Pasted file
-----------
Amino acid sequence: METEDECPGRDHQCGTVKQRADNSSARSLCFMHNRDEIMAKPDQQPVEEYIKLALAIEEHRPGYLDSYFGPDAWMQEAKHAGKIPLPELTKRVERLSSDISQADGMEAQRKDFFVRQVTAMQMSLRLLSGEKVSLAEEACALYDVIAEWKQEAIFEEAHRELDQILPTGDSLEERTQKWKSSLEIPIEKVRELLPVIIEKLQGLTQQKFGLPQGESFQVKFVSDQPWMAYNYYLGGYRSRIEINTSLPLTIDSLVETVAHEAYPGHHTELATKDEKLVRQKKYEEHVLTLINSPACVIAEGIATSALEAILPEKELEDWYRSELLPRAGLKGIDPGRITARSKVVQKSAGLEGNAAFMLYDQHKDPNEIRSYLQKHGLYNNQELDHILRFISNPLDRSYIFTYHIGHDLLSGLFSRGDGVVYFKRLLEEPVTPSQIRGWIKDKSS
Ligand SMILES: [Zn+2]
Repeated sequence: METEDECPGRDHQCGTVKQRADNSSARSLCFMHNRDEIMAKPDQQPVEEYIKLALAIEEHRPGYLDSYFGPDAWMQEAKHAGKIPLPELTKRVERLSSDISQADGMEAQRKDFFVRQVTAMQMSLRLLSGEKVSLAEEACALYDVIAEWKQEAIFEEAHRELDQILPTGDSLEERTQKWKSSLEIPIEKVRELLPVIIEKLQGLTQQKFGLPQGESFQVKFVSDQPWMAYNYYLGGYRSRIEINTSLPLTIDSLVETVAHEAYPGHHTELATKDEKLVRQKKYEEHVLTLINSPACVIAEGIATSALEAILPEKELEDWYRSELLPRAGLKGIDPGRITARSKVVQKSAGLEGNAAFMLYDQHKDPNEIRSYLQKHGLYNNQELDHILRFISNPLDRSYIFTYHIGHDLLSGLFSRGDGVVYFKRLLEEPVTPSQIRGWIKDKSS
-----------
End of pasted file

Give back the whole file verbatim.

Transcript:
Amino acid sequence: METEDECPGRDHQCGTVKQRADNSSARSLCFMHNRDEIMAKPDQQPVEEYIKLALAIEEHRPGYLDSYFGPDAWMQEAKHAGKIPLPELTKRVERLSSDISQADGMEAQRKDFFVRQVTAMQMSLRLLSGEKVSLAEEACALYDVIAEWKQEAIFEEAHRELDQILPTGDSLEERTQKWKSSLEIPIEKVRELLPVIIEKLQGLTQQKFGLPQGESFQVKFVSDQPWMAYNYYLGGYRSRIEINTSLPLTIDSLVETVAHEAYPGHHTELATKDEKLVRQKKYEEHVLTLINSPACVIAEGIATSALEAILPEKELEDWYRSELLPRAGLKGIDPGRITARSKVVQKSAGLEGNAAFMLYDQHKDPNEIRSYLQKHGLYNNQELDHILRFISNPLDRSYIFTYHIGHDLLSGLFSRGDGVVYFKRLLEEPVTPSQIRGWIKDKSS
Ligand SMILES: [Zn+2]
Repeated sequence: METEDECPGRDHQCGTVKQRADNSSARSLCFMHNRDEIMAKPDQQPVEEYIKLALAIEEHRPGYLDSYFGPDAWMQEAKHAGKIPLPELTKRVERLSSDISQADGMEAQRKDFFVRQVTAMQMSLRLLSGEKVSLAEEACALYDVIAEWKQEAIFEEAHRELDQILPTGDSLEERTQKWKSSLEIPIEKVRELLPVIIEKLQGLTQQKFGLPQGESFQVKFVSDQPWMAYNYYLGGYRSRIEINTSLPLTIDSLVETVAHEAYPGHHTELATKDEKLVRQKKYEEHVLTLINSPACVIAEGIATSALEAILPEKELEDWYRSELLPRAGLKGIDPGRITARSKVVQKSAGLEGNAAFMLYDQHKDPNEIRSYLQKHGLYNNQELDHILRFISNPLDRSYIFTYHIGHDLLSGLFSRGDGVVYFKRLLEEPVTPSQIRGWIKDKSS